The Bluespotted Grouper
The Bluespotted Grouper, (Cephalopholis argus), also known as roi, bluespotted grouper, and celestial grouper, belongs Actinopterygii class, Peciformes order, Serranidae family; is a fish from the Indo-Pacific which is variously a commercial gamefish, an invasiv species, and occasionally an aquarium resident. Its species name comes from its resemblance to the “hundred staring eyes” of the monster Argus in Geek mytology. Cernia Pavone Bluespotted Grouper
This his is a medium-sized fish that can reach a length of 60 centimeters. Small individuals are dark brown with hundreds of small, dark-edged iridescent blue spots. Larger specimens sometimes develop four to six lighter vertical bars on the back half of its body. The species is extremely widely distributed, occurring in warm waters from the Red Sea to South Africa and east to French Polynesia and the Pitcairn group. It is also present in northern Australia, Lord Howe Island, and Japan, and has been introduced to the Hawaiian Islands. It makes use of a variety of habitats but prefers the exposed fronts of reefs, at depths of up to 40 m.
Hunting, they lie on the bottom and surge forward, preferring juvenile surgeonfish an crustaceans. Alternatively they may hover motionless in the water column before attacking. This grouper may follow and cooperate with another predator species, such as an octopus or eel or camouflage themselves in a school of surgeonfish. Multiple individuals may cooperate to harass an eel to get it to flush prey for them.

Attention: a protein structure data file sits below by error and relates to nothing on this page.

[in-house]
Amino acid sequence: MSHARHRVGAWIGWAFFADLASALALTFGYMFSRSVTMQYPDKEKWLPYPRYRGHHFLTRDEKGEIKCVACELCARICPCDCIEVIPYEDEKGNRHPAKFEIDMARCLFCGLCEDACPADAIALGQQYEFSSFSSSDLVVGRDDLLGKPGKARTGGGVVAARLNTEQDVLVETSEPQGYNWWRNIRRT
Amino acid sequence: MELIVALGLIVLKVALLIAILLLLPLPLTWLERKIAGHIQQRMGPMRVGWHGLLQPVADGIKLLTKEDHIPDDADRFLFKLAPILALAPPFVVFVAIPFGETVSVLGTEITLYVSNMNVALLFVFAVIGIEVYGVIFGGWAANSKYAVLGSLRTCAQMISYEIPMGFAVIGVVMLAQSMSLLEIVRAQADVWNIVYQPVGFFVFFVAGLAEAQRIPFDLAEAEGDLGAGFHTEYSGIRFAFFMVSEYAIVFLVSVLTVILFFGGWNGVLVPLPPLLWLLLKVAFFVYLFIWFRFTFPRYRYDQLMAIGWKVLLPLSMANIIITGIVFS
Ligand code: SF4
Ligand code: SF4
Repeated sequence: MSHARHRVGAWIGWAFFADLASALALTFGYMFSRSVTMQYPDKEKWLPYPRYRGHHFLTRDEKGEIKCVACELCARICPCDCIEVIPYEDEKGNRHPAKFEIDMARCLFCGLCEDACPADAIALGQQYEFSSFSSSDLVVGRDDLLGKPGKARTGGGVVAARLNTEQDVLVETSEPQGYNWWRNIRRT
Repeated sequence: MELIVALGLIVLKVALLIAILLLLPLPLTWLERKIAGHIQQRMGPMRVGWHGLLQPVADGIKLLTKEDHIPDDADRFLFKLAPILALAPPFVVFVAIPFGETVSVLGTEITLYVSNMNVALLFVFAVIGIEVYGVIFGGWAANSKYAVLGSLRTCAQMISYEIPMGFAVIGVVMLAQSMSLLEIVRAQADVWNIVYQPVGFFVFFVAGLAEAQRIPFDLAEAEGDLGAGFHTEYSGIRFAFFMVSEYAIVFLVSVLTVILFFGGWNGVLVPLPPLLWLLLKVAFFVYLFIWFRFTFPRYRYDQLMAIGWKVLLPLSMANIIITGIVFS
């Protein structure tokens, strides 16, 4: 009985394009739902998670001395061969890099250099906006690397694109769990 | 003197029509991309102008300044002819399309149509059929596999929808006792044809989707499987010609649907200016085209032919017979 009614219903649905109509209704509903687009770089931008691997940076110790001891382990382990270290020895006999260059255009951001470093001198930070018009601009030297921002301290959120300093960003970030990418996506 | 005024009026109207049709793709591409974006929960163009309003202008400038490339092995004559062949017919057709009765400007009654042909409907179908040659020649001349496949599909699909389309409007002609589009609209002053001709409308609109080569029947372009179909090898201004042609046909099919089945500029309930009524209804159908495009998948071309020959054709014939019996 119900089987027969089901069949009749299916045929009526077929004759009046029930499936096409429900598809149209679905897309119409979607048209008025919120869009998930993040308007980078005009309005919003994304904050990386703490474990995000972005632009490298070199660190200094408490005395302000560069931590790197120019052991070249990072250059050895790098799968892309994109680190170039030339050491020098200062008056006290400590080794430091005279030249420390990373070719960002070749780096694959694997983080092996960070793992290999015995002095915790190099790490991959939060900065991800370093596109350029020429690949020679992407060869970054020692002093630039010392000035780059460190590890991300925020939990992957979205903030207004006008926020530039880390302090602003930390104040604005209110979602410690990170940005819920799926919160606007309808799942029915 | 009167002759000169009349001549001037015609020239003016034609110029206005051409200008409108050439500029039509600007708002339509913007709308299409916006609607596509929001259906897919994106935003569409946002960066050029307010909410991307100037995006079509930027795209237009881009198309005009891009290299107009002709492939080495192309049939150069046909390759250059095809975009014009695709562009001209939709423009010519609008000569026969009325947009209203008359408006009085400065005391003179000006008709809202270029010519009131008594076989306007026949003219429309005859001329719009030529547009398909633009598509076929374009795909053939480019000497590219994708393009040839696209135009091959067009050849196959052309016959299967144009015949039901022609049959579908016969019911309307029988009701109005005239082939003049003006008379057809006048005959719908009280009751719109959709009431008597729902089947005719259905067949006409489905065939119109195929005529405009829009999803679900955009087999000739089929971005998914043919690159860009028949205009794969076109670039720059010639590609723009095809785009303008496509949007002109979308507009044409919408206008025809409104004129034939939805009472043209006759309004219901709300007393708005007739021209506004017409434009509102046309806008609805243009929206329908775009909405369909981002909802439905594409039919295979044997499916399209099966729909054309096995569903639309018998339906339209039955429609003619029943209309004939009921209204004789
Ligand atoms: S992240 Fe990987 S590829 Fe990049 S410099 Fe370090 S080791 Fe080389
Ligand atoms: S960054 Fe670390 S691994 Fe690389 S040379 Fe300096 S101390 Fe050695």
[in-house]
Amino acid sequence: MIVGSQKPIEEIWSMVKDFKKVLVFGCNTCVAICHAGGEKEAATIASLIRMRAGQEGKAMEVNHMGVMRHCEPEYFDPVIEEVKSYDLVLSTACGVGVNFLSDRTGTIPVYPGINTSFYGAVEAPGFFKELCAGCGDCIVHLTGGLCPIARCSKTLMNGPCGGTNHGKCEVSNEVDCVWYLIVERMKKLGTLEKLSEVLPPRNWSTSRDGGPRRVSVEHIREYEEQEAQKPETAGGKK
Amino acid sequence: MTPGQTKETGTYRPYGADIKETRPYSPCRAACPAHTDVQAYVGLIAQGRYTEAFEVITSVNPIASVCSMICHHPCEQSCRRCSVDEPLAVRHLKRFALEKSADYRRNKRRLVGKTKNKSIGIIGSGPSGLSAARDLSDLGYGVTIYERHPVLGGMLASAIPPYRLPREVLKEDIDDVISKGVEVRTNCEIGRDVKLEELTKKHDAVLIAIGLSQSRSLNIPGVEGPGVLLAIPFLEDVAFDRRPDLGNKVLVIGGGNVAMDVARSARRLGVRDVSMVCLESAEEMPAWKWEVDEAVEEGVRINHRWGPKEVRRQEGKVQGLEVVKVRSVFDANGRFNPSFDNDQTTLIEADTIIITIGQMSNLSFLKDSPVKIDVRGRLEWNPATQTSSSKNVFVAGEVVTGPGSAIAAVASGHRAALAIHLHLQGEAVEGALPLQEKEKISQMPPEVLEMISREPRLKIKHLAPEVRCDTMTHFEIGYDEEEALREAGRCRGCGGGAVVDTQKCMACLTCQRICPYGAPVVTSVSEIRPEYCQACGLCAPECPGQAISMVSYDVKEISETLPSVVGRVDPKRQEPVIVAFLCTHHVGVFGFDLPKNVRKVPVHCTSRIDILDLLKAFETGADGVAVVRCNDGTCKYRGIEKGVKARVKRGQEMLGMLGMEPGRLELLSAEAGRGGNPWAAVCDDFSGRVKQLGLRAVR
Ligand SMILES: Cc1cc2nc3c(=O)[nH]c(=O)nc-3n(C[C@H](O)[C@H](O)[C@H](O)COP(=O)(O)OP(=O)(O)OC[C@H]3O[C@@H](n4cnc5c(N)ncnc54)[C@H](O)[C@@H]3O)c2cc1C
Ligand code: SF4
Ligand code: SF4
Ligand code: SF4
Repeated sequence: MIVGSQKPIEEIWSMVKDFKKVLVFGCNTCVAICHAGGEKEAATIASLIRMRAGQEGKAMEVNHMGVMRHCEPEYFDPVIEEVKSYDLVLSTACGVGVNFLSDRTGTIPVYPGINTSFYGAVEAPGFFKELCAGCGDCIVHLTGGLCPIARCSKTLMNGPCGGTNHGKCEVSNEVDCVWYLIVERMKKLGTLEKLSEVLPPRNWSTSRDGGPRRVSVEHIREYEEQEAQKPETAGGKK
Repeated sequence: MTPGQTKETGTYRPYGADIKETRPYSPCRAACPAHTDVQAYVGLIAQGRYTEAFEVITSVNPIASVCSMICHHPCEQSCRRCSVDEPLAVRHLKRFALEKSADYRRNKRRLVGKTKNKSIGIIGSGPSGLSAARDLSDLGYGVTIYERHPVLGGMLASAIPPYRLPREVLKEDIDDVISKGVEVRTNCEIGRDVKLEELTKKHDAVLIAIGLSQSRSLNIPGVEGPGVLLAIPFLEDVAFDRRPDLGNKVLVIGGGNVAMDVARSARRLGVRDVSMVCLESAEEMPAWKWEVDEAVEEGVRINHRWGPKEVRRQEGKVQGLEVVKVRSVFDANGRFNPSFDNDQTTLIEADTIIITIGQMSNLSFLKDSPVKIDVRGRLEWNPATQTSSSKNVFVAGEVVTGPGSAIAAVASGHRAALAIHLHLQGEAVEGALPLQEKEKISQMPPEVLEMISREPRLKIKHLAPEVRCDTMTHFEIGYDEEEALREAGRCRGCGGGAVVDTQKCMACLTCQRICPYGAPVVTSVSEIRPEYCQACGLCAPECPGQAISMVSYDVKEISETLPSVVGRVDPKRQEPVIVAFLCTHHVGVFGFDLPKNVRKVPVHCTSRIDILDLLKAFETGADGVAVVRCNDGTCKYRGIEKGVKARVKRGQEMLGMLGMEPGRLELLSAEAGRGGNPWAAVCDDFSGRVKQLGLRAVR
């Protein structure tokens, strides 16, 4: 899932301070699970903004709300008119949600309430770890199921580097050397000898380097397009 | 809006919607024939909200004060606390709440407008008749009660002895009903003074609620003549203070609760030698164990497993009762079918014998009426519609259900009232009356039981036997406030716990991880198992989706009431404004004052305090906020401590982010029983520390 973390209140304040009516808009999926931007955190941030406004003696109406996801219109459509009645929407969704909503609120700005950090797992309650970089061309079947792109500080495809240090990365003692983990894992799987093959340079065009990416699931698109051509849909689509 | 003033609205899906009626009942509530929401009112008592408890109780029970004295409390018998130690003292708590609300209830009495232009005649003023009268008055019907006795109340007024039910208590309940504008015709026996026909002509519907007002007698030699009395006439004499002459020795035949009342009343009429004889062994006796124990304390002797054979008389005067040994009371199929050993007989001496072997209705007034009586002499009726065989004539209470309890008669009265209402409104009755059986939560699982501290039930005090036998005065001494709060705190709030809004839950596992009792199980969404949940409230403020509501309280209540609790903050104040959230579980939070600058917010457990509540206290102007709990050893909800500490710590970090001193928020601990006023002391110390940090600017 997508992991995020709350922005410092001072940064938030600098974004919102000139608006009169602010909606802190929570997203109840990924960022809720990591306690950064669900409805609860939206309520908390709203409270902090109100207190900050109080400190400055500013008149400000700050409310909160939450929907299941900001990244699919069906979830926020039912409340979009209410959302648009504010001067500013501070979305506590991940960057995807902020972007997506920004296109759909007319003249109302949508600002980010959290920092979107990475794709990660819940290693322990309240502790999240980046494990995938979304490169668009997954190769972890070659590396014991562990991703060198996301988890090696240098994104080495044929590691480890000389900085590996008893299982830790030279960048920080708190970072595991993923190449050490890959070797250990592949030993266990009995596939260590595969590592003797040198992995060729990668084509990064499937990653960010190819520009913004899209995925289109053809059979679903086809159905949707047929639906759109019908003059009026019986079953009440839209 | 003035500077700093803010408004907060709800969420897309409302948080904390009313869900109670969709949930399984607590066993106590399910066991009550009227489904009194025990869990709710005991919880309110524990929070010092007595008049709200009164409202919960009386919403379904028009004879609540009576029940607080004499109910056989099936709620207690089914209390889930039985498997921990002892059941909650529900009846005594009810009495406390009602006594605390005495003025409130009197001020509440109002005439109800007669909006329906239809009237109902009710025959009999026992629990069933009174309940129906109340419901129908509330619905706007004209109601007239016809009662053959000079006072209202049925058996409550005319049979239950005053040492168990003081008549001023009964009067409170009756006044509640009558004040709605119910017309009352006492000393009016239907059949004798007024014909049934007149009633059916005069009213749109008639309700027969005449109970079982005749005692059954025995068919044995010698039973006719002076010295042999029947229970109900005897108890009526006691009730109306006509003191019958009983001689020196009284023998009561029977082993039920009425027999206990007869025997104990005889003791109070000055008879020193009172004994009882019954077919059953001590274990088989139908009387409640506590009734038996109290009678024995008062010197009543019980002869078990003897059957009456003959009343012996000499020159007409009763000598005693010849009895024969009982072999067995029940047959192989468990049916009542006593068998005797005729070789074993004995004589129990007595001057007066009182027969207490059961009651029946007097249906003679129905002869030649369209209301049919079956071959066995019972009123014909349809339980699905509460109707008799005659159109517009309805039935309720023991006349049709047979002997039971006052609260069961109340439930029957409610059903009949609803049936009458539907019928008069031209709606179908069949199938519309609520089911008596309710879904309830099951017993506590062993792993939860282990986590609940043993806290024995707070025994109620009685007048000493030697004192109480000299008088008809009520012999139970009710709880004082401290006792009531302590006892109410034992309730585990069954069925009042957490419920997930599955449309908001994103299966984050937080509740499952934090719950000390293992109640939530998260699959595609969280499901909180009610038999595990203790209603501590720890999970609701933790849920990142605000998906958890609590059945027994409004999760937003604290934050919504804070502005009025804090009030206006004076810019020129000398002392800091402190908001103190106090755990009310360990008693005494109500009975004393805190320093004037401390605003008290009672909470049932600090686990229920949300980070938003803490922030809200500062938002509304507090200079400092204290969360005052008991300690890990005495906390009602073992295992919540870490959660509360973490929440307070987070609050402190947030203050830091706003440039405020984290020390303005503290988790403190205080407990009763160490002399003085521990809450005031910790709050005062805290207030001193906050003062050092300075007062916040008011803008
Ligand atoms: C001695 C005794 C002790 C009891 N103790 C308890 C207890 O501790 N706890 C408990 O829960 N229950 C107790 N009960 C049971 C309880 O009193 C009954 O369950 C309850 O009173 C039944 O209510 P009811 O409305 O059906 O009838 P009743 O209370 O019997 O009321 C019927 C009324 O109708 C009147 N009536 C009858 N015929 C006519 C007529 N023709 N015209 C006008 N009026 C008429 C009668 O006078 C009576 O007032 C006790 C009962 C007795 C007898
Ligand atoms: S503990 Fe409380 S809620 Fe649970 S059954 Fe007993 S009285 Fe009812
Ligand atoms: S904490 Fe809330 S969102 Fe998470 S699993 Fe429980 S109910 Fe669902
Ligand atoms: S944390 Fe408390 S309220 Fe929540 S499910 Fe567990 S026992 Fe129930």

In the Red Sea, they hunt in the morning and evening. The species typically sit on a coral head, retreating when startled. Red Sea males defend harems of 2–6 females in territories ranging up to .5 acres (0.20 ha). Each female defends part of the territory from the other females. The male visits each female daily, raising his dorsal fin to signal his approach. The females emerges from hiding, erecting her own dorsal fin and changing to a lighter color. They swim together, rubbing flanks before he departs until the next day.
Territorial disputes may involve “color fights” in which two males positioning themselves at right angles to each other. They then darken their color and repeatedly switch their bars from dark to light. The loser becomes pale and retreats. If the color fight ends in a draw, the two males may attack each other.
(extract from Wikipedia)